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Greek containership owner Danaos Corporation said it expected the charter market bull run to continue “until at least the end of next year”.

Ocean carriers are competing fiercely to fix the small number of open ships coming on to the market at virtually any cost; driving a massive spike in daily hire rates and greatly extending charter party periods.

New York-listed non-operating owner (NOO) Danaos reported very strong earnings for Q2 and the half year, and has accumulated $1.75bn in contracted revenues extending through to 2028.

“The pandemic is continuing to cause inefficiencies in the transport chain, and there is no obvious indication that conditions will normalise in the near term,” said CEO Dr John Coustas.

Net income in the second quarter from the lease of its 60 container vessels, ranging in size from 2,200 teu to 13,100 teu, was $69m, compared with $42.5m in the same period of 2020.

However, Danaos’ earnings are set to increase significantly as much higher new and extended charter party terms are negotiated with its shipping line customers.

“The containership market has maintained its positive momentum, which is reflected in increasing rates for both containers and vessel charters. Danaos is continuing to secure charters for its vessels for periods of between three and five years,” said Dr Coustas.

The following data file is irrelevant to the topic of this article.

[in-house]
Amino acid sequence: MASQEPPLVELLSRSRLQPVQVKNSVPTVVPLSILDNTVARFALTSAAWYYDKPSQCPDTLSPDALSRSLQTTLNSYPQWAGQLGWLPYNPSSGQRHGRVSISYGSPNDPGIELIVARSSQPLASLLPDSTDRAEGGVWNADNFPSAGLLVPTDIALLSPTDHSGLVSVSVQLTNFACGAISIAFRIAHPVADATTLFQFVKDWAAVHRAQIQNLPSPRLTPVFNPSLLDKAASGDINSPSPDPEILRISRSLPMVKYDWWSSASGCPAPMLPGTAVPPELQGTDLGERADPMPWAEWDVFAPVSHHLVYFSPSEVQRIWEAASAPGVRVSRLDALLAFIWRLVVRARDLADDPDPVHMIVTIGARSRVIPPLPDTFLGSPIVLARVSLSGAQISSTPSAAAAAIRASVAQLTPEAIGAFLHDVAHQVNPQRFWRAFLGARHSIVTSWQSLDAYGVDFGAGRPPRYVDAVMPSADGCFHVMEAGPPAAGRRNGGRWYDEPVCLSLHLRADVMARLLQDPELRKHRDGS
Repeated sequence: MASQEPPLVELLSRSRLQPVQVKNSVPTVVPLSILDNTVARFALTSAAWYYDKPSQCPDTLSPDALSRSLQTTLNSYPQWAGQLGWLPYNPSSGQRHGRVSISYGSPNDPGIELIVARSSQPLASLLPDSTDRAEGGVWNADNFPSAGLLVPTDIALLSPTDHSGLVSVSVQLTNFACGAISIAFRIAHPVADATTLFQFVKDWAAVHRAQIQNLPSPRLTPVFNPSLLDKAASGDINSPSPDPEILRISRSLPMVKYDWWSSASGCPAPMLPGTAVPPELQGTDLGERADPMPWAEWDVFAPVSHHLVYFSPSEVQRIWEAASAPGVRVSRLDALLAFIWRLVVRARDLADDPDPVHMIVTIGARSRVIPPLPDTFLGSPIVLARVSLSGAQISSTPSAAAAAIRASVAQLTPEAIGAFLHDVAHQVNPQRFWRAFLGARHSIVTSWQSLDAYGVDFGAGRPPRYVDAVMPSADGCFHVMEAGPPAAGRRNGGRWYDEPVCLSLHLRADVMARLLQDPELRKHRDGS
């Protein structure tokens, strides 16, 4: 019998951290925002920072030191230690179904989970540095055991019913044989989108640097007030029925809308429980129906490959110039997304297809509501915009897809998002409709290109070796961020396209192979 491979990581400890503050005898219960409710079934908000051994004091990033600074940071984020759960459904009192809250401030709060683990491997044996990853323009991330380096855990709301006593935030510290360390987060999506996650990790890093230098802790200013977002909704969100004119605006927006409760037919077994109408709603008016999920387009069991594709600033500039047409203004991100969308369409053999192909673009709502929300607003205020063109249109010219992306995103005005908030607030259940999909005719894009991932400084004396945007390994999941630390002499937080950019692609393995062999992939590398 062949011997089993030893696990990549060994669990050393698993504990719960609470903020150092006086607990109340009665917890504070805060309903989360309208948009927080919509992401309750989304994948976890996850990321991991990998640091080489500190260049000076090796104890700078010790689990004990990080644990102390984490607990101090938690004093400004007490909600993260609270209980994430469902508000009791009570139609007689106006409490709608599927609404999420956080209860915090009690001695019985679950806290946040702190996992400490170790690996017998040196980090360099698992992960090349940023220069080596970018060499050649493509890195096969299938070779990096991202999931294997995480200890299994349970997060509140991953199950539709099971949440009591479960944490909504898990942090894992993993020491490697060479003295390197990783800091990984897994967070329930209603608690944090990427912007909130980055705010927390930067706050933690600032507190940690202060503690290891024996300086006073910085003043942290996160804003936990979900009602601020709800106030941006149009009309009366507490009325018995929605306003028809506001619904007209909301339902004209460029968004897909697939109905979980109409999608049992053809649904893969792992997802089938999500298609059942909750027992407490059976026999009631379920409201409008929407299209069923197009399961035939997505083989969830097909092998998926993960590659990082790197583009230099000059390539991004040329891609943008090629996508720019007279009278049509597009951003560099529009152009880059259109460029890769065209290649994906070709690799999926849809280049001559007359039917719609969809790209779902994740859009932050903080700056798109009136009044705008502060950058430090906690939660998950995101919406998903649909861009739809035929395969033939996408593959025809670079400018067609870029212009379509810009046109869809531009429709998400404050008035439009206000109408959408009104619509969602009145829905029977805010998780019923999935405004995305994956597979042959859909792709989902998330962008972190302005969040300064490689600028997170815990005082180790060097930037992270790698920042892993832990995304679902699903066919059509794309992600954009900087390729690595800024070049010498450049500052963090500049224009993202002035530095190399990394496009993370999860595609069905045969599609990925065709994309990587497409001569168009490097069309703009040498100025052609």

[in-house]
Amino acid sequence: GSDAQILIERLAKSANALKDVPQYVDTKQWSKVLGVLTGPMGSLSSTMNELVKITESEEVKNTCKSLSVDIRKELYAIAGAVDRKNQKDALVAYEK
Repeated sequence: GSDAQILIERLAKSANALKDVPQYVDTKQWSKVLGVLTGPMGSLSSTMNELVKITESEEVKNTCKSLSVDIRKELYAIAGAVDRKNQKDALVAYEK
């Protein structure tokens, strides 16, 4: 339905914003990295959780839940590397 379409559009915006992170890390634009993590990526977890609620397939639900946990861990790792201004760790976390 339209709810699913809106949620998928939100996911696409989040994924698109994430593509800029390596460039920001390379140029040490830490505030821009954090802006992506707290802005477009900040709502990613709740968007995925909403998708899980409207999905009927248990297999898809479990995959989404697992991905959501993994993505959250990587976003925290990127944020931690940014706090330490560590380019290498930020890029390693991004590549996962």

He said some of the new charters agreed with shipping lines “did not even begin until the middle of 2022”.

“The market appears to be in short supply until at least the end of next year,” said Dr Coustas.

To emphasise his confidence in the mid-term strength of the containership charter market, he gave the example of six 5,460 teu vessels recently purchased by Danaos at a significant discount, due to the fact that they were sold with longer-term charter party attachments.

“These vessels are tied to below-market, though still profitable, charters, expiring from mid-2022 to mid-2024,” said Dr Coustas. “They are similar specifications to newbuilding designs offered today and we expect to re-charter them at levels significantly higher than their existing charters.”

Indeed, the post-panamax wide-beamed vessels were purchased last month for the equivalent of $43m a unit and, according to the latest Vesselsvalue data, they are now considered to be worth $74m each, and rising.

The attached charters, at some $18,000 a day, will still give the NOO an impressive return after deducting some $6,000 a day in operating costs, but the shipowner is looking further ahead, when it might expect to command charters of $60,000 a day from charterers such as Maersk.

The effect of these skyrocketing charter rates has so far had little impact on the bottom lines of ocean carriers in the midst of reporting colossal profits gleamed from equally skyrocketing container freight rates. Nevertheless, as and when charters are extended, the costs will start to hurt the liners, particularly if this coincides with the freight rate bubble bursting.

In fact, the spike in its charter hire costs was the only negative comment yesterday in Maersk’s staggering $5bn upgrade in its full-year ebit forecast.

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